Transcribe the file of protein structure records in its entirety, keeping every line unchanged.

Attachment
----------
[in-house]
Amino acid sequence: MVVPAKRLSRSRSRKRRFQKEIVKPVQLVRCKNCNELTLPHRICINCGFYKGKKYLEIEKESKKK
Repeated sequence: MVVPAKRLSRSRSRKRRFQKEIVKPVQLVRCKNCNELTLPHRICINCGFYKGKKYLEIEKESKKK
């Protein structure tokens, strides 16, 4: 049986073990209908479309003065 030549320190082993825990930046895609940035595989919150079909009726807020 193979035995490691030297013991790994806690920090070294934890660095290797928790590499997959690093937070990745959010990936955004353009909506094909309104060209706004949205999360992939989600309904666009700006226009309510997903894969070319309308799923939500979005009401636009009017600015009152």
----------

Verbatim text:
[in-house]
Amino acid sequence: MVVPAKRLSRSRSRKRRFQKEIVKPVQLVRCKNCNELTLPHRICINCGFYKGKKYLEIEKESKKK
Repeated sequence: MVVPAKRLSRSRSRKRRFQKEIVKPVQLVRCKNCNELTLPHRICINCGFYKGKKYLEIEKESKKK
């Protein structure tokens, strides 16, 4: 049986073990209908479309003065 030549320190082993825990930046895609940035595989919150079909009726807020 193979035995490691030297013991790994806690920090070294934890660095290797928790590499997959690093937070990745959010990936955004353009909506094909309104060209706004949205999360992939989600309904666009700006226009309510997903894969070319309308799923939500979005009401636009009017600015009152």